Finding an element of control over my golfing mind has been a powerful thing. Golf for so many years was about the score, the outcome and the competition with myself and the course. Over the last few years, I have found my attentions have turned to looking for the next golfing adventure and that bucket list ticking memory. This ever increasing obsession seemed to creep up on me and before I knew it, it was enveloping my conscious thoughts and subconscious meanderings.
Reading fellow golf daydreamer Tom Coyne’s ‘A Course Called Scotland’, I found myself nodding away and relating to so much of what Tom has to say. His enthusiasm and sheer drive is infectious and and this book made me realise that my own ever increasing obsession was being driven by something completely different to what I had thought. I had always loved golf from the age of 4 or 5, but this was something different. This was a mission, a conveyor belt of plans and dreams. But what was feeding that fire?
My epiphany came when reading of Tom’s trip to Askernish and his findings, that in his search for the secret of the game, he had found that it is golf’s ability to place you in the present that is its truest gift. My father died when I was 15 years old and my mother, just under 5 years ago. My quest for golfing adventure accelerated markedly in the years directly after my mums death and I now know that this constant zest for planning and doing has been a coping mechanism for me to deal with a culmination of collective grief.
I think, unless you know what you are looking for, the present can be hard to find and define. You can’t see it or touch it, but with some guidance, you can be guided towards where to discover it. Grief can lead you to looking endlessly backwards and with me always having been a projector and a planner, in my case, my reminiscing would become interspersed with thoughts toward the future and what it may hold. I spent very little time in the present moment and subsequently, felt little satisfaction doing anything at a time when I had so much to be thankful for.
What I had inadvertently found in my golfing travails was a tonic so simple and powerful, yet I hadn’t been able to put my finger on exactly what it was or why it worked. Thanks to Tom, I have now been able to identify that medicine as presence. The feeling of being present in the moment on a beautiful and far flung golf course, allowed me to stop and feel what it was like to take in your surroundings. And in doing so, I was able to somehow feel at my closest with my parents, without feeling sadness or regret and subsequently, take that feeling off the golf course and in to day to day life.
This realisation is, in many ways, what lead me to Golf Guru. I remember using the app the first few times; I discovered a myriad of sessions and guidance designed to help calm my mind and take in what was around me - exactly what I was looking for. The themes of presence, calmness, taking in your surroundings and being thankful were things that kept resonating with me, the perfect maintenance accompaniment to my new found ability to connect with the present. Because the app is designed in a flexible way, it slots in so well to my life and has allowed me to find a routine that works well for me to listen and get the most from its sessions, normally on my commute or while away with work. It has become part of my every day routine off the course, improving the time I spend on it.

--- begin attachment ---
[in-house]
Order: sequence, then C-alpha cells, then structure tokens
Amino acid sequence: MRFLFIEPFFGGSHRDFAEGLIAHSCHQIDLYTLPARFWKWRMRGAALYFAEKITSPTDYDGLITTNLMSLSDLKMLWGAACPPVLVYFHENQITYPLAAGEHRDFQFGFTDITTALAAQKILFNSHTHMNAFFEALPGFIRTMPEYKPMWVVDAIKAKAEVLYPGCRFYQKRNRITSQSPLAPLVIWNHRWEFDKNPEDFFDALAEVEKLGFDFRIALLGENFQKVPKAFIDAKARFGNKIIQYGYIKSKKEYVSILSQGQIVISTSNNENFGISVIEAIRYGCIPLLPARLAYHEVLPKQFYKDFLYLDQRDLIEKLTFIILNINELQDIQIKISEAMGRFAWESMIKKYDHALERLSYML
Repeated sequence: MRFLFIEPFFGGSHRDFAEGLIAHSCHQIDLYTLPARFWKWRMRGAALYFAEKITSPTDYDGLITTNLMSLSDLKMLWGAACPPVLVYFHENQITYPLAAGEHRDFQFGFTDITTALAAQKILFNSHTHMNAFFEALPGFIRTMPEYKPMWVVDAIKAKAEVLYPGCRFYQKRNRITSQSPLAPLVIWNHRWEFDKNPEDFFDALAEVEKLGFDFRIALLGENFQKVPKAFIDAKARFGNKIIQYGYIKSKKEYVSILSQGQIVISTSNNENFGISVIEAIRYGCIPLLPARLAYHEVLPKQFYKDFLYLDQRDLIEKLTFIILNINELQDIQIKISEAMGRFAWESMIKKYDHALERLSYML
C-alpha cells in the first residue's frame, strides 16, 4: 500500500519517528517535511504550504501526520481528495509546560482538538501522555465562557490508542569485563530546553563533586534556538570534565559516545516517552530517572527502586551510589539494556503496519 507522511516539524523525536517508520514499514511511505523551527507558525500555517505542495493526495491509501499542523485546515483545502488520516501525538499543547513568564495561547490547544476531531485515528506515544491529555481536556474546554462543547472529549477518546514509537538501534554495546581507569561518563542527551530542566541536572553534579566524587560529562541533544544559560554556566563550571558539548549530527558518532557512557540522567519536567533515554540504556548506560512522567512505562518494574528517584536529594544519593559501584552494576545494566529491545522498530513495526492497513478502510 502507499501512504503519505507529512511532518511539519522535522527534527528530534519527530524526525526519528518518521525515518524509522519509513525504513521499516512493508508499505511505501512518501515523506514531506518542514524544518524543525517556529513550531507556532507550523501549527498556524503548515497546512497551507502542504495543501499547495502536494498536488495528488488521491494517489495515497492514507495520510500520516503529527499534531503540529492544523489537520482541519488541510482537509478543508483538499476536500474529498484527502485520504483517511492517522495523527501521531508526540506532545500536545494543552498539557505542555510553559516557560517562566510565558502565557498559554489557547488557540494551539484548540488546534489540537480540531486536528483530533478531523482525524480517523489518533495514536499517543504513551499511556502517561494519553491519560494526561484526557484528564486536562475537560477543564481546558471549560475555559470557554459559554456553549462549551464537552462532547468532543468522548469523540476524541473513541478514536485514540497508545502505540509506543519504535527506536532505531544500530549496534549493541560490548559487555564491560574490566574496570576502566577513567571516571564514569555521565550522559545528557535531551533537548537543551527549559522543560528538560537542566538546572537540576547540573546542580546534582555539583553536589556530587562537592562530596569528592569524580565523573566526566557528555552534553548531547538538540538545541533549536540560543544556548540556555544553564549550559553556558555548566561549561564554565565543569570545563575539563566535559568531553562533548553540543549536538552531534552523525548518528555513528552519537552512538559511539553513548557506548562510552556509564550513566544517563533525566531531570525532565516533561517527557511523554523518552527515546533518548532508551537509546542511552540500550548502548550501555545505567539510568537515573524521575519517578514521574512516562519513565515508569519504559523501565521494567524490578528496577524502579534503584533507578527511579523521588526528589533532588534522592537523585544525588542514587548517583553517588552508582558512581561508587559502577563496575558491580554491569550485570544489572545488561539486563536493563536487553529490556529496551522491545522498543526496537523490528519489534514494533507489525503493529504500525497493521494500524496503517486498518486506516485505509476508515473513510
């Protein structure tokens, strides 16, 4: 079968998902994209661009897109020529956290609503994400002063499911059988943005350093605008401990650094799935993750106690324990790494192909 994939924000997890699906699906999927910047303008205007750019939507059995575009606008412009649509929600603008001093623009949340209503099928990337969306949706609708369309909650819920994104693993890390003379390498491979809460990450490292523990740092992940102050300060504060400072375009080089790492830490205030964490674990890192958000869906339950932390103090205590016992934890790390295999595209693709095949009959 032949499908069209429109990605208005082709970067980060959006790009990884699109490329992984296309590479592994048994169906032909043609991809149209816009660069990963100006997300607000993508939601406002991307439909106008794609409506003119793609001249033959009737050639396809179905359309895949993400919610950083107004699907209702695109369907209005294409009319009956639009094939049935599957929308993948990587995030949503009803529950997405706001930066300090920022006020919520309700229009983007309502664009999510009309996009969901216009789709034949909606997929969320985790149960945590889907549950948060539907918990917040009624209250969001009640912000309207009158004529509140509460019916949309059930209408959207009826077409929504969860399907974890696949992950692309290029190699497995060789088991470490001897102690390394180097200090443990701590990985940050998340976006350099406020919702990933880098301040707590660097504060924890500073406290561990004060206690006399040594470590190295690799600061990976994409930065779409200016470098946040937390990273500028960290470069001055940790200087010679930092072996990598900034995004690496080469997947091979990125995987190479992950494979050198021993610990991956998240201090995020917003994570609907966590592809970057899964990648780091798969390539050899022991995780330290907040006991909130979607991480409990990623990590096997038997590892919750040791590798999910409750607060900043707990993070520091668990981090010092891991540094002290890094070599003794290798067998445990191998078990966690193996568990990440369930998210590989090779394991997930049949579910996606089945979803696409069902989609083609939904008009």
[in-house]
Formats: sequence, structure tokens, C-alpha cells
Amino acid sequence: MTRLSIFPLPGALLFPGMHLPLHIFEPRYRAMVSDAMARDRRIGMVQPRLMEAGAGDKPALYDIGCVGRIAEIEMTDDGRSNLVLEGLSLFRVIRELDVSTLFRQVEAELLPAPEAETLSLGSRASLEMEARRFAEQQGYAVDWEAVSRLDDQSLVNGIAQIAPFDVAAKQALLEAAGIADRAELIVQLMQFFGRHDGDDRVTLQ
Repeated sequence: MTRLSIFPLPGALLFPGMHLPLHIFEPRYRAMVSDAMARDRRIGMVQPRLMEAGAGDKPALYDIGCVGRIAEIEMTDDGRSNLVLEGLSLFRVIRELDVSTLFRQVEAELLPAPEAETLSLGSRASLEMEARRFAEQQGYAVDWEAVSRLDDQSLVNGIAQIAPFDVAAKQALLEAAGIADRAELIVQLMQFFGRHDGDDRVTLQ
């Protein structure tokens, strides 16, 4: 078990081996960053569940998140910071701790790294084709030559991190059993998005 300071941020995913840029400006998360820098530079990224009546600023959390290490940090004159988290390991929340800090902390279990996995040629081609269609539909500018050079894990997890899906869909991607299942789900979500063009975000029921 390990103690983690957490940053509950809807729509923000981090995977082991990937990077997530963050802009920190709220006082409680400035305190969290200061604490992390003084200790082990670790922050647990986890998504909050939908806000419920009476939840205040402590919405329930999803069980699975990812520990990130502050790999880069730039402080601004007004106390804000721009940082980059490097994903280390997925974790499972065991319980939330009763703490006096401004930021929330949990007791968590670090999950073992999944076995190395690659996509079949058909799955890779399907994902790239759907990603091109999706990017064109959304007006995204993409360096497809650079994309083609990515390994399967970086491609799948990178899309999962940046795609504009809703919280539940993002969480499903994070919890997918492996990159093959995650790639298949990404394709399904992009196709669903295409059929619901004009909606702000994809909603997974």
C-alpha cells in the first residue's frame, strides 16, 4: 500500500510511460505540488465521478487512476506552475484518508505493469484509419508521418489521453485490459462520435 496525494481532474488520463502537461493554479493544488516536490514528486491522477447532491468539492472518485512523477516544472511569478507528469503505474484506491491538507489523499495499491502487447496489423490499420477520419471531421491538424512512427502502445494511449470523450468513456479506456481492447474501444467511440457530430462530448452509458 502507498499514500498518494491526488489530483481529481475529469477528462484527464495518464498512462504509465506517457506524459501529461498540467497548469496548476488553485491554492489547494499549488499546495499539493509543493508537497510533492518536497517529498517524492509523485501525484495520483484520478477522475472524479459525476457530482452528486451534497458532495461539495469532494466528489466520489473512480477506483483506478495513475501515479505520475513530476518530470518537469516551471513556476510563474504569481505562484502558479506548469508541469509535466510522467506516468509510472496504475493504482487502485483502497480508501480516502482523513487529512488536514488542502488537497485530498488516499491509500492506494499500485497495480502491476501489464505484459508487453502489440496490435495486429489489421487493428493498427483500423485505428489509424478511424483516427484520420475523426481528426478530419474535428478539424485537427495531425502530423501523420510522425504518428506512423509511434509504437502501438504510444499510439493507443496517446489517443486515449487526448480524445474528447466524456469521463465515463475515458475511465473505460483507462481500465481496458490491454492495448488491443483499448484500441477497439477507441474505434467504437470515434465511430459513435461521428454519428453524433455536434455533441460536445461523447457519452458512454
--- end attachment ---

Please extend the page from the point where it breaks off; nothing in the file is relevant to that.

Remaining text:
I’m no psychologist and no professional golfer. However, having spent years chasing a better handicap and lower scores, it feels uplifting that those things have become less important in recent times. Ironically, my scores and my standard of play haven’t suffered for caring less about the outcome and I genuinely think, if you are able to disconnect the results of your golf from your enjoyment of the game, you will fall even more in love with it.
In life, we all have our different troubles but one thing I think golf can unite us on is its ability to take us away from those worries, and even for the briefest moment, place us in the present. Why is golf such a perfect antidote to the stresses of life? Well, the most crucial element for me is the fact that you can’t complete golf. The endlessness of this pastime is what makes it so perfect. With completion comes a sense of ‘what comes next?’. That will never happen to you with our wonderful game and that is why it can be a companion for life. If you learn to accept that inability to conquer it and manage how your mind reacts to the ups and downs, you might just enjoy the journey a little bit more.
To find out more about Alex and keep up to date on his travels as he plays some of the top courses in the world, head to his Instagram ElevationGolfingNation